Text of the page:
Many of us have come across a train or bus that takes advantage of overhead power lines, pantographs stretched upwards, providing the vehicle in question with the electricity needed to continue on. Now, the first eHighways in Germany will help electrified trucks roll down the highway without contributing to air pollution.
The German state of Hesse on Tuesday opened its first stretch of eHighway, featuring overhead power lines meant to deliver charge to electrified trucks as they travel. It’s still in the pilot phase, covering just a six-mile stretch of autobahn near Frankfurt, but it will function with normal traffic operating around the trucks that can take advantage of the tech. It’ll stay there until 2022, at which point the German government will determine whether to expand the project’s scope.
It works just like the overhead power lines you’re used to seeing on other methods of transportation. An electrified truck extends conductor rods to the power lines, creating a connection where power can flow from the lines to the truck’s batteries, giving it enough juice to operate on electricity alone. Once the car disconnects from the system, its hybrid system will function like normal. It’s worth noting that the trucks need to be moving no faster than 90 kilometers per hour (about 56 mph) to take advantage of the power. Of course, not every truck comes equipped with the hardware to make this work, so Germany partnered with VW Group to build a hybrid truck specifically for the eHighway.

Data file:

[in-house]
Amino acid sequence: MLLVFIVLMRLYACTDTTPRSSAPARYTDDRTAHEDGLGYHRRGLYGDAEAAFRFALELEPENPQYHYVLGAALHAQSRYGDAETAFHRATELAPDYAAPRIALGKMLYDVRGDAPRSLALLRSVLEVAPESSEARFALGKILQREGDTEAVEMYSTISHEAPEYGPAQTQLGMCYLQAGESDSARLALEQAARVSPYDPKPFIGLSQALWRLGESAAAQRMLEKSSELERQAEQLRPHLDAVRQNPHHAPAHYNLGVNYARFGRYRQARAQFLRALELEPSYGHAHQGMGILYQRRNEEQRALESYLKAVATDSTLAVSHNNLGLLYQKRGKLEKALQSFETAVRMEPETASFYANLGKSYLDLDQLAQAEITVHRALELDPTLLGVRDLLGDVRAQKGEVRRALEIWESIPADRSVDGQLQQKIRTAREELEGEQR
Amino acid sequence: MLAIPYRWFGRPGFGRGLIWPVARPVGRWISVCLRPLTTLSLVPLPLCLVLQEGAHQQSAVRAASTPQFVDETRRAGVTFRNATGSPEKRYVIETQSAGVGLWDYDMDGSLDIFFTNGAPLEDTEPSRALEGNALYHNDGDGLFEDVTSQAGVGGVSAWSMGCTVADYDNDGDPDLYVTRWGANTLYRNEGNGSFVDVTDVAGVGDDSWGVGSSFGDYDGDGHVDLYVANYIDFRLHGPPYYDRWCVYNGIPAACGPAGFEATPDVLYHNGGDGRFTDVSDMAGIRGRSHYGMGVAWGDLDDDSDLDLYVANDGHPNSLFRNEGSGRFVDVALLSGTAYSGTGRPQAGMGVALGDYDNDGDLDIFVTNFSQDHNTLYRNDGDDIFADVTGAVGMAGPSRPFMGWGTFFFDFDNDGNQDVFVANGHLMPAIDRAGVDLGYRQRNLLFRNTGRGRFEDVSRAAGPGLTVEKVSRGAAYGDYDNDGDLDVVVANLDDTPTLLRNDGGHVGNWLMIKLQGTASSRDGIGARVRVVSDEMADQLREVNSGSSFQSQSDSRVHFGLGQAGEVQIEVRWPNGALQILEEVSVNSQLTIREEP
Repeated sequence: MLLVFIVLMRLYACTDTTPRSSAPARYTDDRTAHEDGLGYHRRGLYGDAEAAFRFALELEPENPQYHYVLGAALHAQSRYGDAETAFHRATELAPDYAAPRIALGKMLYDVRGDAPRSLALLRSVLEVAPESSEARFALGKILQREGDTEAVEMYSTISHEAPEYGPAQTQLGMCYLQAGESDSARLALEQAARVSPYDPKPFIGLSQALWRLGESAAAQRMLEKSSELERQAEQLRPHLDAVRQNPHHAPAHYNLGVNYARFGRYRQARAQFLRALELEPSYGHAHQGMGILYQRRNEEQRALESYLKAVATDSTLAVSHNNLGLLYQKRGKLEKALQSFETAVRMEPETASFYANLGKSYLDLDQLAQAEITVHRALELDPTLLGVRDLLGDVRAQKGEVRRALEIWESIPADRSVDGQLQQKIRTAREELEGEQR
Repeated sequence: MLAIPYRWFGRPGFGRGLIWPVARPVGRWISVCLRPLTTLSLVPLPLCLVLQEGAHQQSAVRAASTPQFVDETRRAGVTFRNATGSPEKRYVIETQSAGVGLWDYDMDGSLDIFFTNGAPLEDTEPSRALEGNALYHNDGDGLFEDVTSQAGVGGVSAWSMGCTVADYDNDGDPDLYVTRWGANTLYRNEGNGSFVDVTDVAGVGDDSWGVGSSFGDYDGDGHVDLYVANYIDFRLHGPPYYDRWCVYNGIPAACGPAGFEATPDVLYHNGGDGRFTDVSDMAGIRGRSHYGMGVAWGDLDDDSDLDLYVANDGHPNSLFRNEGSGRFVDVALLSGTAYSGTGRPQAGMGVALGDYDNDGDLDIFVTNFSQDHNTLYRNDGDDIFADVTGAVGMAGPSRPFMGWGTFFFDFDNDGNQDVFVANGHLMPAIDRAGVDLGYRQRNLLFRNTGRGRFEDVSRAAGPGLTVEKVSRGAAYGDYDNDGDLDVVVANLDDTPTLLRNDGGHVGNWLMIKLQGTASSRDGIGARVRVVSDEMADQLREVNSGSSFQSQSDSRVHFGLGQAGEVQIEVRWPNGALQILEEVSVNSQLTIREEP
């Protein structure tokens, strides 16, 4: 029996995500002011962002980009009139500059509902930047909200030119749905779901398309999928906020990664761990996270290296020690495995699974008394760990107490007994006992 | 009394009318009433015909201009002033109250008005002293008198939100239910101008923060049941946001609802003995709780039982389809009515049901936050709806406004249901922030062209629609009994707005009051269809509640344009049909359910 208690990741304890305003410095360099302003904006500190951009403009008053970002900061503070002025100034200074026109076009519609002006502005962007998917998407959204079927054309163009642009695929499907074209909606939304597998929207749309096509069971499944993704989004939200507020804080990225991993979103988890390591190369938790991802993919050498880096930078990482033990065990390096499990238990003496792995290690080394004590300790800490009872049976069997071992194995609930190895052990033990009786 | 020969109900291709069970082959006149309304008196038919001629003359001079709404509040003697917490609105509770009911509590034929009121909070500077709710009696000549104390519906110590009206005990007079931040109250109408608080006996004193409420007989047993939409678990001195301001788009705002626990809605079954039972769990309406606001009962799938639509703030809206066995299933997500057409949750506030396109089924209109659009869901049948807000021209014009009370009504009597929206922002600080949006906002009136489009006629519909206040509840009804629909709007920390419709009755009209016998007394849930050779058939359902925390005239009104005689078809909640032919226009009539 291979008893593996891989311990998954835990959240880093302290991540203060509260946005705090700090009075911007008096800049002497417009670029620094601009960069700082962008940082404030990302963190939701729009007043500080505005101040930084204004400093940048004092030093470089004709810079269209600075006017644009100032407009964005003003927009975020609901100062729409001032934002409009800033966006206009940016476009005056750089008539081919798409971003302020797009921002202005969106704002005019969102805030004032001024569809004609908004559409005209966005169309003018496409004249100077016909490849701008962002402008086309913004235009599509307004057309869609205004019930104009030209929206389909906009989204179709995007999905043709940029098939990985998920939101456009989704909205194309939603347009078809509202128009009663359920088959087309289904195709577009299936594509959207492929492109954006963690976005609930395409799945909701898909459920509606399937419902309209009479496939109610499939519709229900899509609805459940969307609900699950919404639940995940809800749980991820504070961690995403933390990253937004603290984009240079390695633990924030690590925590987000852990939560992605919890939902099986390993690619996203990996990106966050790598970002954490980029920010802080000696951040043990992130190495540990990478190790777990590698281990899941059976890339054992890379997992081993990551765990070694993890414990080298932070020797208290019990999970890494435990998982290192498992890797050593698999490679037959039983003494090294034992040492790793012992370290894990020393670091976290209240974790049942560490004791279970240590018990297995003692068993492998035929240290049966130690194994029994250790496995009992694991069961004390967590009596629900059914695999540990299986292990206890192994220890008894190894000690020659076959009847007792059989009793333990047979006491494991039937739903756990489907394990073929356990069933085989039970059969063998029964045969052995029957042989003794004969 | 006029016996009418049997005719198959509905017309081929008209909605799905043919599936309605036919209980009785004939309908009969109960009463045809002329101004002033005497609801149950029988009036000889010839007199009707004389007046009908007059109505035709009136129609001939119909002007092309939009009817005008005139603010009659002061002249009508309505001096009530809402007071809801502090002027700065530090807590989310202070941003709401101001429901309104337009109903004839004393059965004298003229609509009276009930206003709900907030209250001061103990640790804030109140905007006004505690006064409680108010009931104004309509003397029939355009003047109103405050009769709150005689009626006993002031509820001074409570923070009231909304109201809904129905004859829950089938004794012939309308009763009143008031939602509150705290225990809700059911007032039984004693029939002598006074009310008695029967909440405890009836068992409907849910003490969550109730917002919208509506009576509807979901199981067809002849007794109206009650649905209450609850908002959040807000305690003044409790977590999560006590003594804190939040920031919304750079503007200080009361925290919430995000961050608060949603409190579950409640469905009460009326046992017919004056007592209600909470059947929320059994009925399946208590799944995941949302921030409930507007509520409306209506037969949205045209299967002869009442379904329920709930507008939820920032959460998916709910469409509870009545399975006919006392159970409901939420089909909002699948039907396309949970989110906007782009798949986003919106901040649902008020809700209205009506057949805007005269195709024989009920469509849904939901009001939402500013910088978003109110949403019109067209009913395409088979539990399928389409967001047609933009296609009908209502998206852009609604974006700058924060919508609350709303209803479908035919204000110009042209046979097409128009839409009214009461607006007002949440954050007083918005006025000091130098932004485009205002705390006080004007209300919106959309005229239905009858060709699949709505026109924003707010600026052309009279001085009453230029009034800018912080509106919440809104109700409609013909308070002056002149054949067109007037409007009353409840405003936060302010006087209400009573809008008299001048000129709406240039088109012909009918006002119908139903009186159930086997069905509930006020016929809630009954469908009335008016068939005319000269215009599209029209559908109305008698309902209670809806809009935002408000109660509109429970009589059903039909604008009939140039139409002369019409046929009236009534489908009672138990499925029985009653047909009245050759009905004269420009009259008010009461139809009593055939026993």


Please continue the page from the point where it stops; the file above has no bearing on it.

Siemens, the company behind the eHighway tech, says there are huge benefits to this system. It said that, if 30 percent of trucks on German highways were electrified and relied on renewable energy, the country could avoid dumping an extra 6 million metric tons of carbon dioxide into the atmosphere. On a less macro and more micro scale, Siemens says a 40-ton truck driving 100,000 kilometers (about 62,000 miles) on the eHighway could save 20,000 euro (about $22,000) in annual fuel costs.
Siemens has been working on eHighway tech since at least 2012, when it showed off the system at the Electric Vehicle Symposium in Los Angeles. In 2016, Sweden implemented eHighway’s setup on a 1.2-mile stretch of highway. The following year, Siemens installed an eHighway in California, between the ports of Los Angeles and Long Beach. It would be mighty tricky to get cars on the same system, because height discrepancies between trucks and cars would require the latter to have some properly long (and properly dangerous) pantographs.